Jeff Gordon won his first race of the 2012 season and the 86th of his career on Sunday at Pocono Raceway. However, his soggy victory was marred by tragedy. The victory celebration was interrupted by the news that a lightning strike had killed one race fan, and injured 9 others in two different areas – according to Pocono Raceway in a statement released today.
According to the statement, the fan killed was identified as Brian F. Zimmerman of Moosic, Pa. Zimmerman, a father of two, went into cardiac arrest at the scene. Efforts to revive him by emergency responders and doctors at the track were unsuccessful. Zimmerman was pronounced dead at 6:11 p.m. ET Sunday evening, according to Monroe County Coroner Bob Allen.
Harry Lewis, chief of the Pocono Mountain Regional Police, reported the fans were at their Dodge Caravan in the parking lot and had a pop-up canopy located behind the vehicle. It wasn’t clear whether the fans were touching the canopy when the lightning hit.
At approximately 6:35 p.m., the control tower was notified of a second possible lightning strike in the vicinity near Gate 3. That person was taken to the Pocono Raceway’s Infield Medical Center where they were initially treated for minor injuries before being transported to Pocono Medical Center in Stroudsburg, Pennsylvania for further evaluation.
A severe storm warning was issued for the region surrounding the track at 4:12 p.m. At 4:21 p.m., the track issued warnings on its Twitter and Facebook accounts: “ATTENTION FANS: Severe thunderstorms are in the area which will produce high winds and lightning. Should arrive in 10-15 mins.” (See actual tweets below).
At 4:38 p.m., cars were still on the track. NASCAR parked the cars on Lap 98, after they ran seven laps under caution as rain moved into the area. When what started as a light rain became a torrent, NASCAR called the race. The race was called around 4:50 p.m.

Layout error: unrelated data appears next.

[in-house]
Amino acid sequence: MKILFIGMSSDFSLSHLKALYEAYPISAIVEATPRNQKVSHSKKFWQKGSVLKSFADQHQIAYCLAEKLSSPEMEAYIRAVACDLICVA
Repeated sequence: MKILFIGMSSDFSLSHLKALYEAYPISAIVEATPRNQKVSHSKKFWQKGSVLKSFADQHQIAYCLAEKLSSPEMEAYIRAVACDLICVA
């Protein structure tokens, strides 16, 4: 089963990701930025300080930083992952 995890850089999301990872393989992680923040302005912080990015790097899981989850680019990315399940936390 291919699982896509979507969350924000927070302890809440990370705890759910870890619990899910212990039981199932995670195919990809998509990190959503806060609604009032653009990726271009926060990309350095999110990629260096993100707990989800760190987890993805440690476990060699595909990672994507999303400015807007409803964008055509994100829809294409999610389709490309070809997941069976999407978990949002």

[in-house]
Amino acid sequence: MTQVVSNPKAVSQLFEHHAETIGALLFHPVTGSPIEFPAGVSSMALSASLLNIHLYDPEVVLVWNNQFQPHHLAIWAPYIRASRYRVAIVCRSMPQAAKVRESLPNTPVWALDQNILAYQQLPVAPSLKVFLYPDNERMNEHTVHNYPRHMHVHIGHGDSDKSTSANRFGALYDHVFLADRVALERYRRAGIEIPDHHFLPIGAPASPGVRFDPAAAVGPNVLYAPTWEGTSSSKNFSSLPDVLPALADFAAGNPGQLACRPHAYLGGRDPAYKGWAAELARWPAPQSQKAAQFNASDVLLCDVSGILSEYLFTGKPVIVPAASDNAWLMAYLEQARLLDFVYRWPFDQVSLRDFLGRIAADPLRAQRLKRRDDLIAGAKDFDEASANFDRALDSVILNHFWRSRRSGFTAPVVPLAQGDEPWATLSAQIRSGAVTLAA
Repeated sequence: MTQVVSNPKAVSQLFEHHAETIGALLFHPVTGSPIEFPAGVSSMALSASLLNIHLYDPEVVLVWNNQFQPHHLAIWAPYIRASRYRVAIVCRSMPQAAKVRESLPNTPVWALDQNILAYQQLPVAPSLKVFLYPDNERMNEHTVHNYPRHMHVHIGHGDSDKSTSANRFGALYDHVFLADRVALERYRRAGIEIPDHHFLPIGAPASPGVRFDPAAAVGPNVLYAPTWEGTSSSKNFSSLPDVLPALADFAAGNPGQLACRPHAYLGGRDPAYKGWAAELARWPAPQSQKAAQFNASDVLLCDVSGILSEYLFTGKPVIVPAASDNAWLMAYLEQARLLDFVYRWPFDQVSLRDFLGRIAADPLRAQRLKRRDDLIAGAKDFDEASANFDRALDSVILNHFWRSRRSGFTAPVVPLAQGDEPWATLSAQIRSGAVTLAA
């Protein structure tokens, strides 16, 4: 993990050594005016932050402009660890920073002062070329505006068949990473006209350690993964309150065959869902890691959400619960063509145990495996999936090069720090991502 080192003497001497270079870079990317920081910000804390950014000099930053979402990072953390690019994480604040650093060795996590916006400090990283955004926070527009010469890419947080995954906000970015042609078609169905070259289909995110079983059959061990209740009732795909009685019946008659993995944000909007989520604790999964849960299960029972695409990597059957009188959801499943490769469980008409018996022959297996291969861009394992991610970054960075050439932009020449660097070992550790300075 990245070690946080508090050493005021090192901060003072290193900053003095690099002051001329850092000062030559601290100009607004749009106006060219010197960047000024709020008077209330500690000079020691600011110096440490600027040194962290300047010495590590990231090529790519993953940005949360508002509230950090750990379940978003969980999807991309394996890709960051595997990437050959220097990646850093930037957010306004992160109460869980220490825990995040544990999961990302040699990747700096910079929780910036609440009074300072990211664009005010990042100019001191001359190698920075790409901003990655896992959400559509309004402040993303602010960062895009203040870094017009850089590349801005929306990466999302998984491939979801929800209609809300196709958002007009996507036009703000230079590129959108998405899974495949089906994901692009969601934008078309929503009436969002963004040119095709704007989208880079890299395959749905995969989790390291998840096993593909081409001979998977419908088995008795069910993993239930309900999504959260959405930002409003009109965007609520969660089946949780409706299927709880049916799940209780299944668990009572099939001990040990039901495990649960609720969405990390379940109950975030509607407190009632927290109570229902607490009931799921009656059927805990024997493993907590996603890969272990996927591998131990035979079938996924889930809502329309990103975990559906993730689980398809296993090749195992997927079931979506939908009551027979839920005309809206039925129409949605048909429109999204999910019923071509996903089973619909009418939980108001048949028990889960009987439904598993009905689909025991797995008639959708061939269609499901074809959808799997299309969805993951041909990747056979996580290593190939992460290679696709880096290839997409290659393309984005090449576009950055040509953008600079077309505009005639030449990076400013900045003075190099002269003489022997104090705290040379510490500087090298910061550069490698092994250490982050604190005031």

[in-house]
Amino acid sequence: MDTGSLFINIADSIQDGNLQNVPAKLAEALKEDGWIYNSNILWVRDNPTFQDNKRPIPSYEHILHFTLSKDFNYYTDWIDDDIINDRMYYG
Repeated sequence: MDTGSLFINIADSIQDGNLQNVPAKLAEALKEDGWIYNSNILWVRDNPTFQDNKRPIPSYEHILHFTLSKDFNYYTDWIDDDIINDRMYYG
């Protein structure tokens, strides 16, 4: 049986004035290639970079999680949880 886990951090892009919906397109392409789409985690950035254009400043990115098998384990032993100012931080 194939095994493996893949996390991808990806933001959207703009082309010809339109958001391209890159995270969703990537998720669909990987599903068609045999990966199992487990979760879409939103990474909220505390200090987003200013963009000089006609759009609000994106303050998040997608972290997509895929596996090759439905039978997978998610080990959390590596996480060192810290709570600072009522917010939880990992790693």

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Track spokesman Bob Pleban said an announcement was made on the track’s public address system immediately after the race advising fans to leave the grandstands because lightning was imminent.Some race fans tweeted it was hard to hear the announcements as the cars were coming down pit road in the pouring rain.
The questions raised here are: Did NASCAR wait too long to pull the cars off track when a severe thunderstorm warning had been issued for the area and was imminent? Did Pocono Raceway & NASCAR take the correct precautions for fan, NASCAR/Media crew safety to evacuate, seek shelter in time?
If one has ever been to a race, you will know that race fans DO NOT sit in the stands scrolling through their Twitter accounts during a race. And god willing if Facebook should ever load on a mobile phone while sitting in the stands or down in the pits….yet alone, pick up a strong enough signal to even upload a simple picture. Everyone practically knows that, that would NOT be happening with any cell phone. The use of social media in this case, I believe, was the wrong way to notify the fans. Maybe a scrolling message on the Sprint Vision screens that everyone can see. As for the announcement over the public announcement system – how many race fans have headphones on listening to the scanner or MRN radio during a race? I also know for a fact that even at Daytona International Speedway, you can not hear a word on the PA system. It is directed to the fans in the grandstands, not the FanZone which is located above the garage area.
I live in the lightning capital of the world – in Orlando, FL. One thing you never fool around with is Mother Nature. Cloud to ground lighting can happen even outside of a thunder head cloud. Once you hear thunder, you must take precautionary measures by seeking shelter immediately because you can get struck! As with the theme parks, water parks and beaches in Florida – they monitor the storms and evacuate when storms are 15 minutes out and shut/close/evacuate the surrounding area(s). Yes, it may be an inconvenience to some – those who don’t have a clue – but it’s always better to be safe than sorry. Maybe, just maybe, NASCAR should have pulled the cars from the track sooner than they did. They had put the crews at risk as well.
As with anything bad, something good comes out of it. I see maybe tougher weather warnings/rules being applied at all NASCAR sanctioned tracks in light of this tragedy and more lives can maybe saved in the future.
But one must realize it is in their OWN hands to act like an adult and be responsible during certain situations also.
As of the time of this posting, NASCAR has not released a statement about the incident at Pocono Raceway.